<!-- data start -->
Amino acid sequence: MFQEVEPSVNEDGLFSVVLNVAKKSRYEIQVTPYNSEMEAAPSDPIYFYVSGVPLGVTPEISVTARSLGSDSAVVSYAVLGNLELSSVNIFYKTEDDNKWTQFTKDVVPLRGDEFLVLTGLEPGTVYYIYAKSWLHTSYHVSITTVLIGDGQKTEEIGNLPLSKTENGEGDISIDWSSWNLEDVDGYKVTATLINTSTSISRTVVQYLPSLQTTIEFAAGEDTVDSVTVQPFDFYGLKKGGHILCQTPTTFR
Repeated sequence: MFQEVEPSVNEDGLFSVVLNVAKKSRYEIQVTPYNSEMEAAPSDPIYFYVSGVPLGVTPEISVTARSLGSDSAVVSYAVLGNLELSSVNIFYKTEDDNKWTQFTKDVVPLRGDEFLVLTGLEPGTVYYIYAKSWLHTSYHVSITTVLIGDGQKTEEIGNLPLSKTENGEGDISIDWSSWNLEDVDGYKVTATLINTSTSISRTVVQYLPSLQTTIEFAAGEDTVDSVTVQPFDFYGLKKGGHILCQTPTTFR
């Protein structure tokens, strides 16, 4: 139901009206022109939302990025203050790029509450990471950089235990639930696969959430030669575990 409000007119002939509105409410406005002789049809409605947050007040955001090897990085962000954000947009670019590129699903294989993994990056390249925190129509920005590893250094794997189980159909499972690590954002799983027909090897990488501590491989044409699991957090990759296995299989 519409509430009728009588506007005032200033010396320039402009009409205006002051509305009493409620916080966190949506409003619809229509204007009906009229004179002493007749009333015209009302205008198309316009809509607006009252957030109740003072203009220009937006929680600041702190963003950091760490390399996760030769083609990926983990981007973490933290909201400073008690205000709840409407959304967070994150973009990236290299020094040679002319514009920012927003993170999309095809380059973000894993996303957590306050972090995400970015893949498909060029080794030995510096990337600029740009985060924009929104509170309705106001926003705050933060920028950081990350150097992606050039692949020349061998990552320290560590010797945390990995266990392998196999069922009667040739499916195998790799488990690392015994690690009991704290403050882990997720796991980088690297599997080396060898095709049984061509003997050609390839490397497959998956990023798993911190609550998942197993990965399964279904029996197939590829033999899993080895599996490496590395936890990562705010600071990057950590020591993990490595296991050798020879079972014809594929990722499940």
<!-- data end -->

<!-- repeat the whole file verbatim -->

Amino acid sequence: MFQEVEPSVNEDGLFSVVLNVAKKSRYEIQVTPYNSEMEAAPSDPIYFYVSGVPLGVTPEISVTARSLGSDSAVVSYAVLGNLELSSVNIFYKTEDDNKWTQFTKDVVPLRGDEFLVLTGLEPGTVYYIYAKSWLHTSYHVSITTVLIGDGQKTEEIGNLPLSKTENGEGDISIDWSSWNLEDVDGYKVTATLINTSTSISRTVVQYLPSLQTTIEFAAGEDTVDSVTVQPFDFYGLKKGGHILCQTPTTFR
Repeated sequence: MFQEVEPSVNEDGLFSVVLNVAKKSRYEIQVTPYNSEMEAAPSDPIYFYVSGVPLGVTPEISVTARSLGSDSAVVSYAVLGNLELSSVNIFYKTEDDNKWTQFTKDVVPLRGDEFLVLTGLEPGTVYYIYAKSWLHTSYHVSITTVLIGDGQKTEEIGNLPLSKTENGEGDISIDWSSWNLEDVDGYKVTATLINTSTSISRTVVQYLPSLQTTIEFAAGEDTVDSVTVQPFDFYGLKKGGHILCQTPTTFR
């Protein structure tokens, strides 16, 4: 139901009206022109939302990025203050790029509450990471950089235990639930696969959430030669575990 409000007119002939509105409410406005002789049809409605947050007040955001090897990085962000954000947009670019590129699903294989993994990056390249925190129509920005590893250094794997189980159909499972690590954002799983027909090897990488501590491989044409699991957090990759296995299989 519409509430009728009588506007005032200033010396320039402009009409205006002051509305009493409620916080966190949506409003619809229509204007009906009229004179002493007749009333015209009302205008198309316009809509607006009252957030109740003072203009220009937006929680600041702190963003950091760490390399996760030769083609990926983990981007973490933290909201400073008690205000709840409407959304967070994150973009990236290299020094040679002319514009920012927003993170999309095809380059973000894993996303957590306050972090995400970015893949498909060029080794030995510096990337600029740009985060924009929104509170309705106001926003705050933060920028950081990350150097992606050039692949020349061998990552320290560590010797945390990995266990392998196999069922009667040739499916195998790799488990690392015994690690009991704290403050882990997720796991980088690297599997080396060898095709049984061509003997050609390839490397497959998956990023798993911190609550998942197993990965399964279904029996197939590829033999899993080895599996490496590395936890990562705010600071990057950590020591993990490595296991050798020879079972014809594929990722499940």